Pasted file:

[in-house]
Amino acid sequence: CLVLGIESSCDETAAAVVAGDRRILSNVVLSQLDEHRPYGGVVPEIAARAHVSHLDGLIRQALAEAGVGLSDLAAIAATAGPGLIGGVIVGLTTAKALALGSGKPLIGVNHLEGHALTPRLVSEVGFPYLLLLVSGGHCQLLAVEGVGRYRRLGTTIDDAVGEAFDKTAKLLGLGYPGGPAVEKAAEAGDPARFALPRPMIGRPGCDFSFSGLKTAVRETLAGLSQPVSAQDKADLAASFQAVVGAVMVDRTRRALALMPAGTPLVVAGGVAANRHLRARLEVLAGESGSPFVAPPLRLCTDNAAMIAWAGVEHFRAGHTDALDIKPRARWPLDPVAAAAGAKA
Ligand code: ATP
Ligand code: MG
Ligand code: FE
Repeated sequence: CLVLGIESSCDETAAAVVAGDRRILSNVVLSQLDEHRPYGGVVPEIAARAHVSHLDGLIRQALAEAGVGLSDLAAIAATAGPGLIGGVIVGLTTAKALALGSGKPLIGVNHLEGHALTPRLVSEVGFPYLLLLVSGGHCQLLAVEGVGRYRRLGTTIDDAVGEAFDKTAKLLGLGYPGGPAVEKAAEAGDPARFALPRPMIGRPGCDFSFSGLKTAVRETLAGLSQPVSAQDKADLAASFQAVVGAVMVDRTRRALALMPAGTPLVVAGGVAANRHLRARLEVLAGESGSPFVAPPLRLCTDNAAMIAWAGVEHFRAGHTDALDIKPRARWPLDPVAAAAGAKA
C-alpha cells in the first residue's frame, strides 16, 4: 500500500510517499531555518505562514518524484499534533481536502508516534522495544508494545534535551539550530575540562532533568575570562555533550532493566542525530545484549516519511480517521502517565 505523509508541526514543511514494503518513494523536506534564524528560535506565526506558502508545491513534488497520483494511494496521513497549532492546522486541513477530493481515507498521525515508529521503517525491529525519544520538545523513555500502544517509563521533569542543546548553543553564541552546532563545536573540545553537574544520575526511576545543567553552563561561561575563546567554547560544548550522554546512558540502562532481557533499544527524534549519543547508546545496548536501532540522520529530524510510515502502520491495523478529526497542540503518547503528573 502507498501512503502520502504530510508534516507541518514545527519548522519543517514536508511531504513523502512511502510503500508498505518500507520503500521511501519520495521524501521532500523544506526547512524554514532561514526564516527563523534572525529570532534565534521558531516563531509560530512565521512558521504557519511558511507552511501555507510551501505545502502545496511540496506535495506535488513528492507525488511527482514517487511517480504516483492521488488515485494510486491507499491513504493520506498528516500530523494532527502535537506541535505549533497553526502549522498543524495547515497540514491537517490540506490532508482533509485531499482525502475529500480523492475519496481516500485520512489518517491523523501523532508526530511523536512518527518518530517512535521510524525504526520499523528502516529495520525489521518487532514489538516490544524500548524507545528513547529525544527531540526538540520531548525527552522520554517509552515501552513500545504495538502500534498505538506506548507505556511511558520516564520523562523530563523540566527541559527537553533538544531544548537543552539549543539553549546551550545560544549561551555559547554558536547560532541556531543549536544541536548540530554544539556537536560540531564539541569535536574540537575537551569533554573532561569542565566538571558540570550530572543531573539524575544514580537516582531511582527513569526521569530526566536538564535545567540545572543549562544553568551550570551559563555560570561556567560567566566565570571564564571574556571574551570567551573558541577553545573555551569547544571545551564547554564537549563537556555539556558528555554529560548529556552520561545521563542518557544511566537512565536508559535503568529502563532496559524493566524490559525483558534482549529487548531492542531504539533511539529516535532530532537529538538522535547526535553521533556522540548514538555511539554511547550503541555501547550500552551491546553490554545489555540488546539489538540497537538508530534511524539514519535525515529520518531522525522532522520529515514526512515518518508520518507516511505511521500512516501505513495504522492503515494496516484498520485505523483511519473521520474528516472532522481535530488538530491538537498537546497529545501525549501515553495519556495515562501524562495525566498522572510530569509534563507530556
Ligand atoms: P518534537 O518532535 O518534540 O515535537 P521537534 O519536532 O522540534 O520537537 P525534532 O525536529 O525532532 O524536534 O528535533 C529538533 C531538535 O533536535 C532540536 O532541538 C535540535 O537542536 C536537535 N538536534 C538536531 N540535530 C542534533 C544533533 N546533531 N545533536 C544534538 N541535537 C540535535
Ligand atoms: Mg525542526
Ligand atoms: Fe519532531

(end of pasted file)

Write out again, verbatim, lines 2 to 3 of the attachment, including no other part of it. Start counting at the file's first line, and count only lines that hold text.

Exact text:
Amino acid sequence: CLVLGIESSCDETAAAVVAGDRRILSNVVLSQLDEHRPYGGVVPEIAARAHVSHLDGLIRQALAEAGVGLSDLAAIAATAGPGLIGGVIVGLTTAKALALGSGKPLIGVNHLEGHALTPRLVSEVGFPYLLLLVSGGHCQLLAVEGVGRYRRLGTTIDDAVGEAFDKTAKLLGLGYPGGPAVEKAAEAGDPARFALPRPMIGRPGCDFSFSGLKTAVRETLAGLSQPVSAQDKADLAASFQAVVGAVMVDRTRRALALMPAGTPLVVAGGVAANRHLRARLEVLAGESGSPFVAPPLRLCTDNAAMIAWAGVEHFRAGHTDALDIKPRARWPLDPVAAAAGAKA
Ligand code: ATP